These stories are told by people who are at the center of the challenges, opportunities or developments they experience, not because they have to fulfill and comply with grant agreements, but because they express their lived realities and experiences.

Through storytelling, CBOs can humanize their work, making it recognizable and attractive to a broader audience. So many children and people have gained access to healthcare and education, escaped poverty and gone on to provide the same opportunities to others within their community or village. These stories are well known.

These stories and realities could only be possible because there were people who gave to these causes – for example, by guaranteeing the adage that it takes a village to raise a child, completely true! It also helps build a sense of pride and ownership among community members, reinforcing the idea that they are the architects of their own future.

Donations from the local private sector

A vital but often overlooked player in the evolving landscape of African philanthropy is the local private sector. Businesses and entrepreneurs across the continent are increasingly recognizing their role in promoting social and economic development.

Through corporate social responsibility (CSR) initiatives, direct investments in community projects and strategic partnerships with community organizations, the African private sector contributes significantly to philanthropic efforts.

These companies bring not only financial resources, but also expertise, innovation and a results-oriented approach to development initiatives. By leveraging their networks and influence, local businesses help scale impactful projects, support sustainable local businesses and create jobs, strengthening the economic base of communities.

This local private sector involvement not only complements traditional philanthropic efforts, but also ensures that development initiatives are deeply rooted in the local economic context, increasing their sustainability and effectiveness.

Challenges and opportunities

While the shift toward community-driven philanthropy is promising, it is not without challenges. CBOs often operate with limited resources and face structural barriers that can hinder their effectiveness.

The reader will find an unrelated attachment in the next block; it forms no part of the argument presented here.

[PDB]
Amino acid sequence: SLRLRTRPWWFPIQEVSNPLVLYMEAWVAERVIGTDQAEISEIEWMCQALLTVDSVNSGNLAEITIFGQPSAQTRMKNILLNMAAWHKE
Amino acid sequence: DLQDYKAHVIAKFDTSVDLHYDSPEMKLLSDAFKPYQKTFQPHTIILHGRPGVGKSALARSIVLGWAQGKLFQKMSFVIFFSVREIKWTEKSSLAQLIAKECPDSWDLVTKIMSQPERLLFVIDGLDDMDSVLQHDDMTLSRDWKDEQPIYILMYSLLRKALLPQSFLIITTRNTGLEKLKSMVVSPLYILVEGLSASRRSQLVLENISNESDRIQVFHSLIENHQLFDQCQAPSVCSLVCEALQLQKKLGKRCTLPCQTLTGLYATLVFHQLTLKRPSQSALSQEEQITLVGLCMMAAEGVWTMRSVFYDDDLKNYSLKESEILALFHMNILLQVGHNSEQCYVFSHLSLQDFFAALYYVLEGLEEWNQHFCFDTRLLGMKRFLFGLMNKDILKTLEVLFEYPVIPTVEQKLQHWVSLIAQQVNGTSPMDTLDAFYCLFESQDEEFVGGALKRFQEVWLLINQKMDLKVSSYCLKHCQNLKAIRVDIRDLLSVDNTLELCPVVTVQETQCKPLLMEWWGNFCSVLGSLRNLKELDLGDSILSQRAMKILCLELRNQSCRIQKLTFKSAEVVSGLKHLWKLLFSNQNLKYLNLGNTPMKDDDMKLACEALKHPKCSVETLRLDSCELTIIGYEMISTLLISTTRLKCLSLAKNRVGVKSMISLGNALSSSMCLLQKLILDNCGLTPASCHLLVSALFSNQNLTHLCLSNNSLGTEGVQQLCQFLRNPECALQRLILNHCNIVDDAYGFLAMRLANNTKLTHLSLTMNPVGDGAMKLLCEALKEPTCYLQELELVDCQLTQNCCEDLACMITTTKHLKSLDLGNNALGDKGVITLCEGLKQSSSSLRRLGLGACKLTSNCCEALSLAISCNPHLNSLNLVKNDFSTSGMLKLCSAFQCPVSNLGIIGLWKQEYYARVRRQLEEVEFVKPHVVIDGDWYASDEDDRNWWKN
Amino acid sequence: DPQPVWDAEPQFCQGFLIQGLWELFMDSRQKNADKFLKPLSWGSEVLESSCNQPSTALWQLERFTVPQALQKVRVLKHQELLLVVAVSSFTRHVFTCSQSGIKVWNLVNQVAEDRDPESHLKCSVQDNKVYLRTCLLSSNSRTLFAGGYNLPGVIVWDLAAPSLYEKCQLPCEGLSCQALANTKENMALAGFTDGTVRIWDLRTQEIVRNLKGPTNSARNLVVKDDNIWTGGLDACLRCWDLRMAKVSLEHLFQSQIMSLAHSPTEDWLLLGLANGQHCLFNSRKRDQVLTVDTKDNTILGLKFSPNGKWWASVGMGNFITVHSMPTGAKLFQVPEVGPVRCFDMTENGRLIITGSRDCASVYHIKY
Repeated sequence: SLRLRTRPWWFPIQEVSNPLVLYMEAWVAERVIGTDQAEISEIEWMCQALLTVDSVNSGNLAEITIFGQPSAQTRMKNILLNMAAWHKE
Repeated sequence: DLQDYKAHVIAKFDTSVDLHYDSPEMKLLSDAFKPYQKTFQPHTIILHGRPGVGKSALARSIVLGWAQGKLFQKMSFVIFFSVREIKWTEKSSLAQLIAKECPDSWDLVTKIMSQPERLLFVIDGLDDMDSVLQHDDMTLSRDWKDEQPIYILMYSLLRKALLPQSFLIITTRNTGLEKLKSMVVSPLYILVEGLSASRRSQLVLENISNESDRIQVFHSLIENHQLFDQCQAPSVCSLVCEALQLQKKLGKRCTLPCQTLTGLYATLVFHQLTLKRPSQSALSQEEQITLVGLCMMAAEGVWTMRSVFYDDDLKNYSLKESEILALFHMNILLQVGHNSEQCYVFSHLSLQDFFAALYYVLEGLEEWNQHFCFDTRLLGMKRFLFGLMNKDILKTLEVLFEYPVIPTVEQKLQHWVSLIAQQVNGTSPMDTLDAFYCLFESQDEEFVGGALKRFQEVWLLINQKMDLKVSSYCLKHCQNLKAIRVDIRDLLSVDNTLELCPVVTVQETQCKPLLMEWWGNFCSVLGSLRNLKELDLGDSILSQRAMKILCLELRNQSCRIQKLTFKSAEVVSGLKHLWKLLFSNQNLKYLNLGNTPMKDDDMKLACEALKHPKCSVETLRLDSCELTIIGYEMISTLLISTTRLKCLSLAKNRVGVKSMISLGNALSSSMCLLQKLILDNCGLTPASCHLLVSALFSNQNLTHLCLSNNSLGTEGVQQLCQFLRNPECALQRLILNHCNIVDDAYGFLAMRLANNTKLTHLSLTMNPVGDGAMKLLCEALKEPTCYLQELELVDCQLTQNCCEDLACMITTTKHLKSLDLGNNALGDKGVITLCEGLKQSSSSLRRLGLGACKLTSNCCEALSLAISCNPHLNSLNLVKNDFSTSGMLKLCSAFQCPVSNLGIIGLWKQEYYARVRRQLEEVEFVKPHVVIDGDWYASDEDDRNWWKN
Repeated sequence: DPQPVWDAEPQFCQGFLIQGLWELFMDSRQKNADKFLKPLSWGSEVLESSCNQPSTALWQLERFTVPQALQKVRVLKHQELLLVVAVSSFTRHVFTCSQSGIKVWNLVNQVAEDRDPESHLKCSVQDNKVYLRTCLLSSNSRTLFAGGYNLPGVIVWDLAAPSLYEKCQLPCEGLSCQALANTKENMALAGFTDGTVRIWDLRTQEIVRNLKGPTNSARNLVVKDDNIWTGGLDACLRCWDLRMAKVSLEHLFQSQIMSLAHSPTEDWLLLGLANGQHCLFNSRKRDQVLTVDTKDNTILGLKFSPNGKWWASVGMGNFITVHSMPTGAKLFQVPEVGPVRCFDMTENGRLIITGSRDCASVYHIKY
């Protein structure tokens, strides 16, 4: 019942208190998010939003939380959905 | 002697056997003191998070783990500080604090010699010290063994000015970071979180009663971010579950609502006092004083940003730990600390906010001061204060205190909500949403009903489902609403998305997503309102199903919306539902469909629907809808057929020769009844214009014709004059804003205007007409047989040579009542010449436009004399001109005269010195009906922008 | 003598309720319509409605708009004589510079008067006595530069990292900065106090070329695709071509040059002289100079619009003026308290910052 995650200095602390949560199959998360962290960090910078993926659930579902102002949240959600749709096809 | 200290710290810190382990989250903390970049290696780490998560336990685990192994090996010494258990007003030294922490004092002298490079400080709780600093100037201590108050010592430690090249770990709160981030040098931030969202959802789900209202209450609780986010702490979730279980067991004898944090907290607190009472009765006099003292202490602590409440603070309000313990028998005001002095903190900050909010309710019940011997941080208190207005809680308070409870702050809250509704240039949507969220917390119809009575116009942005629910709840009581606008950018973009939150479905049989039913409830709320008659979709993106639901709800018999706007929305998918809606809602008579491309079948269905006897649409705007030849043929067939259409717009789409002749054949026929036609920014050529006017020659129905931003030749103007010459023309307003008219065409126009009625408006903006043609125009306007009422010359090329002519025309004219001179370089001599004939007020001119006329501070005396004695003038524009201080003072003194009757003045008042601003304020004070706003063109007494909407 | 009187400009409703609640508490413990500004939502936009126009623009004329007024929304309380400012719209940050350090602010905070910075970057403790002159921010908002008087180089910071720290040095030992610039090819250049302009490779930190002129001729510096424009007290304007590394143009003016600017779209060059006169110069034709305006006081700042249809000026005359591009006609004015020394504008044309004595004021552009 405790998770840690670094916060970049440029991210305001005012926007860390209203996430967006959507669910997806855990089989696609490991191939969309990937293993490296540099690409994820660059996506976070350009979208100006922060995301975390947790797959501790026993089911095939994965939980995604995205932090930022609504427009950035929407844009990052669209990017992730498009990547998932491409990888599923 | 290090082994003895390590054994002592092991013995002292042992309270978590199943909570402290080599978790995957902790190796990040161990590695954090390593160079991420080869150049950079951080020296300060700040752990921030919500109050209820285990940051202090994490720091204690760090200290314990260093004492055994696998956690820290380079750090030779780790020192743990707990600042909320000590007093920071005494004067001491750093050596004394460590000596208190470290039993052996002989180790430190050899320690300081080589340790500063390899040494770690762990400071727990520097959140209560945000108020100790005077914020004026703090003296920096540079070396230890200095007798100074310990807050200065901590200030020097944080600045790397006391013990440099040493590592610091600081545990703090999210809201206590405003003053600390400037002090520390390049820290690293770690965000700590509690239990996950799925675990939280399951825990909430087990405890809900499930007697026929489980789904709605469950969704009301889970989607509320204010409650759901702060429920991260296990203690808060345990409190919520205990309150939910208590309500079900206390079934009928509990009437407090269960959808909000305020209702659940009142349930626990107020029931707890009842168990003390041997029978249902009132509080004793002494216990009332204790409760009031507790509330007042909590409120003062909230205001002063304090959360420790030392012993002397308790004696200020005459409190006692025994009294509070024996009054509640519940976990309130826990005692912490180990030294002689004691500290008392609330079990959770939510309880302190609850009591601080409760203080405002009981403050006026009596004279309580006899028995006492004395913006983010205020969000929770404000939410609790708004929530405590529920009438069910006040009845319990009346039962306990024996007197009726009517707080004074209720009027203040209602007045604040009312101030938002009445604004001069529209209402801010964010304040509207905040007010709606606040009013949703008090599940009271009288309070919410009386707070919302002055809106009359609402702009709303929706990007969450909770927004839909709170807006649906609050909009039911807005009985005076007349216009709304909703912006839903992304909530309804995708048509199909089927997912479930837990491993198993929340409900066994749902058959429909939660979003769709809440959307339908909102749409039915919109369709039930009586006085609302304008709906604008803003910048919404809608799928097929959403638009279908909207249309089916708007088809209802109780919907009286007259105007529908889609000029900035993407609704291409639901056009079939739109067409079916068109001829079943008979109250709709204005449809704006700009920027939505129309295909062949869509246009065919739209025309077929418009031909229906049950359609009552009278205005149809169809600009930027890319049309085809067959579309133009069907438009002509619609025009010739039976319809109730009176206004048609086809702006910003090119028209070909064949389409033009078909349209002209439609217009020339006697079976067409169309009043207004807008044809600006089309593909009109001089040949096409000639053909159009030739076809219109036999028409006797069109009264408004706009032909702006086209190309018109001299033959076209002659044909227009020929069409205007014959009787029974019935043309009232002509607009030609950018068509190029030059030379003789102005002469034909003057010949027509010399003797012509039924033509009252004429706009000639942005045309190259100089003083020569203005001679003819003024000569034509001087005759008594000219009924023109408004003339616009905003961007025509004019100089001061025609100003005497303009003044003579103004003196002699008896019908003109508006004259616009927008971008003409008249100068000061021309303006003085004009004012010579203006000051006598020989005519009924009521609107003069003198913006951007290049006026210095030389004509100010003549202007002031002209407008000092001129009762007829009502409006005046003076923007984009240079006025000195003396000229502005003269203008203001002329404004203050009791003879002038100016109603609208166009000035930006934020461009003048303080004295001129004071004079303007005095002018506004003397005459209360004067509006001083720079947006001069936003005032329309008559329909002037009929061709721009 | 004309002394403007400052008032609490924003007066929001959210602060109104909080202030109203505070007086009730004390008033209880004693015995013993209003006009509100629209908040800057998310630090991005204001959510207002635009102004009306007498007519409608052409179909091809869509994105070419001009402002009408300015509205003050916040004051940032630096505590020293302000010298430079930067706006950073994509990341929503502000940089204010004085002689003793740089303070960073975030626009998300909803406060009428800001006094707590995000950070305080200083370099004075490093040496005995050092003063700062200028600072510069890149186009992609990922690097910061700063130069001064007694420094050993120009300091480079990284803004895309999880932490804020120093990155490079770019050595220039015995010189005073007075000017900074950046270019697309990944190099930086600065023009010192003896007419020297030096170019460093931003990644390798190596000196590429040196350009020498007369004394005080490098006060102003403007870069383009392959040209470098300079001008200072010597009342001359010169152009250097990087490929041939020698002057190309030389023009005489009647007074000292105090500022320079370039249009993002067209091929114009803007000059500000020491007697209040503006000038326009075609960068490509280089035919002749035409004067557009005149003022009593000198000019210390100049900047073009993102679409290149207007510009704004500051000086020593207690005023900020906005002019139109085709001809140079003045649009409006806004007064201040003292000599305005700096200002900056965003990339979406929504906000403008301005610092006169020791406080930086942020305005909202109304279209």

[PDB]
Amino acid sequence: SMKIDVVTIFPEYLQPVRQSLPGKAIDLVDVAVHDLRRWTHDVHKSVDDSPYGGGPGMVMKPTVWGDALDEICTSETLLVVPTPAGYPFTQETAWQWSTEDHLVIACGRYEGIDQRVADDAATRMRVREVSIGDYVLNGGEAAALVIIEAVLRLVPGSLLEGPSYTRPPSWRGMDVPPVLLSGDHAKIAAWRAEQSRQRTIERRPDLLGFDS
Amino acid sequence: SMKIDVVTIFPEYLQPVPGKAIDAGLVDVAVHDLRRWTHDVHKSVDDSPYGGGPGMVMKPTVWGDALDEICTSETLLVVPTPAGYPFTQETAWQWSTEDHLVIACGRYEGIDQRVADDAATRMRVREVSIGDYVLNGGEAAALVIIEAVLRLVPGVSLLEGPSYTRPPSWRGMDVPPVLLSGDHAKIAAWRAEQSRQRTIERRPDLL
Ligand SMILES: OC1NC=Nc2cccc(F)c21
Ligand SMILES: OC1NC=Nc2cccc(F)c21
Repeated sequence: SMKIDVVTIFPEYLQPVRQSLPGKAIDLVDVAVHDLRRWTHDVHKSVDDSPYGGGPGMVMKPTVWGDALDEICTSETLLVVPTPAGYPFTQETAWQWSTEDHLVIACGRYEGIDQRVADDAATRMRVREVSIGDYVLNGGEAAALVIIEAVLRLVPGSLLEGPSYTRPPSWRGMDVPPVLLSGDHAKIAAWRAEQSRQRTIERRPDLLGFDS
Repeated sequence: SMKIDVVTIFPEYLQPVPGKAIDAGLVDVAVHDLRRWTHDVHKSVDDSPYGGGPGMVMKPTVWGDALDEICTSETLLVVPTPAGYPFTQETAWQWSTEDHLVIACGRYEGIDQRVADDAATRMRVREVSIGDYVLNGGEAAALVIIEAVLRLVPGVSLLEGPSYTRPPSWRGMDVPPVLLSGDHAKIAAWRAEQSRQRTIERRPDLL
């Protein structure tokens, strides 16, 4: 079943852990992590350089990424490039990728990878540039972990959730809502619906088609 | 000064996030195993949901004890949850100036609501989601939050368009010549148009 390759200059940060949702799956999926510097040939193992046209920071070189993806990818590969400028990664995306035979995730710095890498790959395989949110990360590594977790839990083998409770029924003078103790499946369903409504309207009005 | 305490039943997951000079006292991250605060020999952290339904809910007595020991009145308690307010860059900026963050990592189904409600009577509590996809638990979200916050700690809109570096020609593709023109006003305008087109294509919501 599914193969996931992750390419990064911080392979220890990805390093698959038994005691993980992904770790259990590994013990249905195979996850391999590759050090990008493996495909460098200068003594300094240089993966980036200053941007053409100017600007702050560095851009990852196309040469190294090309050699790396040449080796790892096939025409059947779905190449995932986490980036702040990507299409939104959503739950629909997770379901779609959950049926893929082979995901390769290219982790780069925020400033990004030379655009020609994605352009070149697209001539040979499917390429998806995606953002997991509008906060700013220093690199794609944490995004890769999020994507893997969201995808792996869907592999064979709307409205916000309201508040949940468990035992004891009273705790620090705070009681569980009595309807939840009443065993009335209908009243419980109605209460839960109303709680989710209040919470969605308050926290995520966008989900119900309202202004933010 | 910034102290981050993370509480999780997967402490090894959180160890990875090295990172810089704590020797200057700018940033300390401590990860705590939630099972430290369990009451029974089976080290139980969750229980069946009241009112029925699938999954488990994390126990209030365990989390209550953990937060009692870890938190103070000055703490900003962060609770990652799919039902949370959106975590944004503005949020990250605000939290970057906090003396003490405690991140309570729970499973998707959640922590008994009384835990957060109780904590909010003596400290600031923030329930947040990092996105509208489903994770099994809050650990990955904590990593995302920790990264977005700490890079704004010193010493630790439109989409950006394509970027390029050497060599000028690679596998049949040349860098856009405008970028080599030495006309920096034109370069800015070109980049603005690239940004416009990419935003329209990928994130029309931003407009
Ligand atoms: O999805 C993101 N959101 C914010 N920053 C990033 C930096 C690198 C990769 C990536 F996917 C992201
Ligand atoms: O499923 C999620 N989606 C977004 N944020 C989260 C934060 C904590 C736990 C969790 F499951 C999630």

Furthermore, existing funding models are still largely focused on international organizations, making it difficult for CBOs to access the necessary financial support as local funding is negligible.

However, these challenges also offer opportunities. There is growing recognition among donors and development partners of the value of supporting grassroots initiatives. By investing in capacity building and providing flexible financing, donors can help strengthen CBOs’ infrastructure, allowing them to scale their impact.

Bringing it home

Reclaiming the narrative in African philanthropy is not just about changing perceptions; it is about shifting power and promoting a more inclusive and equitable approach to development. Community-based organizations are at the forefront of this movement, demonstrating that sustainable change is best achieved when it is driven from within.

As we look to the future, it is essential to continue to support and strengthen CBOs, recognizing their critical role in shaping the fate of their communities. By doing this, we can build a new story of African philanthropy – one that celebrates the strength, resilience and potential of African communities as it should be.

Tafadzwa Munyaka is a non-profit/social change professional with cross-cutting expertise in fundraising, program management and children’s rights advocacy.

© Inter Press Service (2024) — All rights reservedOriginal source: Inter Press Service

Where now?

Related news

Browse related news topics:

Latest news

Read the latest news stories:

  • Reclaiming the story of African philanthropy: A community-based organization perspective Tuesday May 28, 2024
  • Explanation: Why GLOFS is a growing concern in the Himalayas Tuesday May 28, 2024
  • There can be no special status for government officials Tuesday May 28, 2024
  • Gender equality, youth aspirations, keys to lasting peace, the Security Council hears Tuesday May 28, 2024
  • The Indian peacekeeper is UN Military Gender Advocate of the Year Tuesday May 28, 2024
  • World news in brief: Menstrual Hygiene Day, Guterres condemns the DPRK’s rocket launch and the conflict in Sudan Tuesday May 28, 2024
  • Guterres ‘heartbroken’ by images of deadly attacks on Camp Rafah Tuesday May 28, 2024
  • The UN is supporting the response as Cyclone Remal hits communities in Bangladesh, India Tuesday May 28, 2024
  • Gaza: Attack on Rafah camp raises awareness of dwindling health care facilities Tuesday May 28, 2024
  • SIDS are drowning in debt and ‘running on empty’, Guterres warns in Antigua Tuesday May 28, 2024

In depth

Learn more about the related issues:

Advertisement

Back To Top